Wow, would you look at this fantastic white organ in this Metronomy The Look video. It’s like some futuristic sixties space ship theater organ. Does anyone have an idea what it is? If so, please comment below! It looks more Elka to me that Cordovox, but something tells me that it could be a ridiculous one off Conn or Yamaha.
This Saturday I will be performing with The Columbines at The Hideout in Chicago. Two weeks ago I broke a key, and noticed an oscillator divider going on my Farfisa, so I’m not going to be playing a Farfisa. Fear not, I will be still bringing a combo organ, my Fender Contempo. She’s noisy, but fully functional, and sounding sweet. We will be performing with the faiztabulous Faiz Zeppelin
Check out this beautiful example of the Farfisa Soundmaker Synthesizer on ebay right now!
This is my Farfisa Soundmaker, and what an interesting beast it is!
Built from 1979 to 1981, this thing cost around £900 new (this model was bought in 1982, I think I’ve got the receipt somewhere!) which put it in competition with some pretty serious hardware. It also explains why it’s so rare. It was in production until just before MIDI, the Prophet 600 and Juno 106 came along, but looks like it’s from an entirely different era. The whole keyboard and front panel are angled slightly forwards, as it was designed to sit on top of a combo organ or piano (although a snazzy stand was also available as you’ll see from the promotional literature included).
Here’s the detail from Vintage Synth:
Built in 1979-81, the Soundmaker has Synth, String and Piano/Brass Sections. The Monophonic Synth section has 12 preset sounds (Tuba, Trombone, Trumpet, Sax, Clarinet, Oboe, Flute, Piccolo, Violin, Accordion, El Bass, El Guitar) and one Free patch which lets you use the controls to create your own sound. Basic controls for the filter, the one ADSR for the filter and/or the VCA, and the LFO are laid out plain and simple.
The Polyphonic Preset Synth section has Volume & Brightness controls for its four preset Piano type sounds (Piano, Electric Piano, Honkey Tonk, Brass).
The String section offers a fairly decent string sound with Volume, Brightness, Attack and Sustain controls for a choice of two preset strings (8″ footage or 4″ footage).
The Soundmaker is a bulky synth, weighing in at 27kg! Its keyboard may be split (at middle F only) and the Strings and Poly Synth sections play with the left hand and the Mono Synth plays with the right hand. The keyboard also has polyphonic aftertouch which can be used to control the Mono Synth Brilliance, OSC (vibrato), Synth Glide or Brass Brilliance. The String and Poly Synth sections can be switched to monophonic at the same time. The Farfisa is not the best String Machine you’ll ever hear, but it is very rare and that alone gives these machines some serious vintage appeal.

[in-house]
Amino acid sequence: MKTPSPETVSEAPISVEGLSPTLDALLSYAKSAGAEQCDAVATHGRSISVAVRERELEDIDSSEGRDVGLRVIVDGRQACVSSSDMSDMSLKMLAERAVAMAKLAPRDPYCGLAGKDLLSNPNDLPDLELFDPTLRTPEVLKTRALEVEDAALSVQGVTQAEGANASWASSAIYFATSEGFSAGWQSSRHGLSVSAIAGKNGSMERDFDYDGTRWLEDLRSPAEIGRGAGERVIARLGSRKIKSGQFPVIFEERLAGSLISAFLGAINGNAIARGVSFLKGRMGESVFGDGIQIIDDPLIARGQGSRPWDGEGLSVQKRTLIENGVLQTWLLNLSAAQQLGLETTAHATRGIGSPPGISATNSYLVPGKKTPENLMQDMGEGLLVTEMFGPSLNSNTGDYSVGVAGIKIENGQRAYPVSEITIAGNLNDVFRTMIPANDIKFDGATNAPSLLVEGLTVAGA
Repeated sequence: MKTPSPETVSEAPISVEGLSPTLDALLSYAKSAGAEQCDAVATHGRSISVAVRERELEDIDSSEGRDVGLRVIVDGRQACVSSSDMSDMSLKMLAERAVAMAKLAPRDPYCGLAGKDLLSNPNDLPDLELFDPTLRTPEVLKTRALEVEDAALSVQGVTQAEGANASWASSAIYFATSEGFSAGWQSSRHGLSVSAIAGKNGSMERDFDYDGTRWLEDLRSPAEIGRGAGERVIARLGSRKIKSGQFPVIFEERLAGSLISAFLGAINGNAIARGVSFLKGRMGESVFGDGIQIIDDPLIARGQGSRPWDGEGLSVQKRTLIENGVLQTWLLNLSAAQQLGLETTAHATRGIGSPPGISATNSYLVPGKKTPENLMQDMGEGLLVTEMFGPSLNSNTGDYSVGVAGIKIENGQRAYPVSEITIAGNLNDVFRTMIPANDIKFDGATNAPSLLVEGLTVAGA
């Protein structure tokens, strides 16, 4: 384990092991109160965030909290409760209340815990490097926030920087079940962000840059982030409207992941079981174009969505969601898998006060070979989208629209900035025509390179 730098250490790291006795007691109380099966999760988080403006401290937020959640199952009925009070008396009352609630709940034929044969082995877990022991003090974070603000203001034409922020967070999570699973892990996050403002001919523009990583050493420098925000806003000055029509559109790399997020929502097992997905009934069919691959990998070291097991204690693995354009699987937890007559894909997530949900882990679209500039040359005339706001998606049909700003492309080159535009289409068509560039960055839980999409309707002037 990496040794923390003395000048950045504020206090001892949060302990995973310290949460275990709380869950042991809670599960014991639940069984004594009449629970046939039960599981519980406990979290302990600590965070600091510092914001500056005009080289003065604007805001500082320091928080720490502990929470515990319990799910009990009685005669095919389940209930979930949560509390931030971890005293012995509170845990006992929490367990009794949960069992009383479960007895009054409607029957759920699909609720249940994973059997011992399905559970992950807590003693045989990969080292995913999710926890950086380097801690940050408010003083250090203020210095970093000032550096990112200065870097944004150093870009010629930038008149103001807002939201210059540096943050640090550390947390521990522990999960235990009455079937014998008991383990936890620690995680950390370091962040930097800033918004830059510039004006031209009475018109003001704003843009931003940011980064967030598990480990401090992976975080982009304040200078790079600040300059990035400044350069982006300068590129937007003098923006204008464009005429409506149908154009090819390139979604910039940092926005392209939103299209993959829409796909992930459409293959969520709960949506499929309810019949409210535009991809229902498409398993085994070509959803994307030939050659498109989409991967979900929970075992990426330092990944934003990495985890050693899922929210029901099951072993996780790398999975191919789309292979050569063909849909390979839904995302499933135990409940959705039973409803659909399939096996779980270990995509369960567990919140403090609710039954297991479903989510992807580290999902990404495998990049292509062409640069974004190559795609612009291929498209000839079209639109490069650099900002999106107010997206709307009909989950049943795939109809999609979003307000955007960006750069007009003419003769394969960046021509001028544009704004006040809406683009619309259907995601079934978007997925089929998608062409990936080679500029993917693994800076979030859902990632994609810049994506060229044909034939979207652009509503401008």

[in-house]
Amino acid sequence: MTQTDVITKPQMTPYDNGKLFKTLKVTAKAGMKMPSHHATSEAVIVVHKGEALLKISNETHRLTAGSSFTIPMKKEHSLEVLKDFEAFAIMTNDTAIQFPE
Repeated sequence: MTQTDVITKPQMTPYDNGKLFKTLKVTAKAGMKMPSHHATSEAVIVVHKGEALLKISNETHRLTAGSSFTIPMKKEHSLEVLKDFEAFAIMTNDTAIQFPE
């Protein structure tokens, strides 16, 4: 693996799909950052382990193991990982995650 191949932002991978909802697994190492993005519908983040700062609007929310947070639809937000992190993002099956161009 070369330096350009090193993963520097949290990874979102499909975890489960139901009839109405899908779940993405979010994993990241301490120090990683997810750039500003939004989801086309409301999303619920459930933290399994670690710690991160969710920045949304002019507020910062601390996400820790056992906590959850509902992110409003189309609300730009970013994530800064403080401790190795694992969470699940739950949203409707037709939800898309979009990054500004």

Here’s the detail on this Soundmaker:
Physically it’s in OK shape. There are some knocks in the walnut veneered cabinet, as you’d expect from a 30-year old instrument. It’s also very heavy (see above) and built like a tank. The only bodywork point to mention really, is that the hole for one leg of the detachable music stand has chipped, leaving a gap about 7cm long. It doesn’t show when the stand is in place, however.
Electronically, this synthesizer is in need of a little attention. The ‘poli synth’ (sic) section works fine. The monosynth section does not. It really is probably the simplest of repairs – but I haven’t the time or skills to carry it out. There is a full set of schematics and a fantastically detailed Service Manual included, so for someone with the ability, this would make an excellent project. It’s also had what appears to be a pitchbend/modulation modification added to the left hand keyboard cheek. Again, it looks like a professionally done job though.
I’m including the original Service Manual, a Sales Brochure, a Brochure/Manual and a patch guide called ‘Some Registrations’ (it’s that organ-based theme again!)
I’m happy to ship worldwide, but remember, this thing is HEAVY. 27kg of heavy, in fact. And that’s before packing materials. UK shipping will be £19.80, Europe £32, USA £126
Check out this great video from gearwire where they interview Dengue Fever’s Ethan Holtzman about his Farfisa and his Nord that he tours with. While he sticks to the Farfisa, among other vintage (and heavy) gear in the studio, he loves his Nord for the road.
He even gives a shout out to Robert’s excellent Combo Organ Heaven!!!
In the battle between authenticity and portability, the Nord Stage Compact has it over Ethan Holtzman’s vintage Farfisa organ, as Ethan opts to leave the old thing home when his band, Dengue Fever, takes to the road [or skies, as the case may be].
Patrick Ogle caught up with Ethan at a Dengue Fever sound check and chatted about the differences between what he uses in the studio and what gear he brings on tour. While Ethan does admire the Nord’s sample patches, their are some Farfisa qualities it cannot reproduce, like the Farfisa’s ability to “harness the power of a nest of bees.” True story.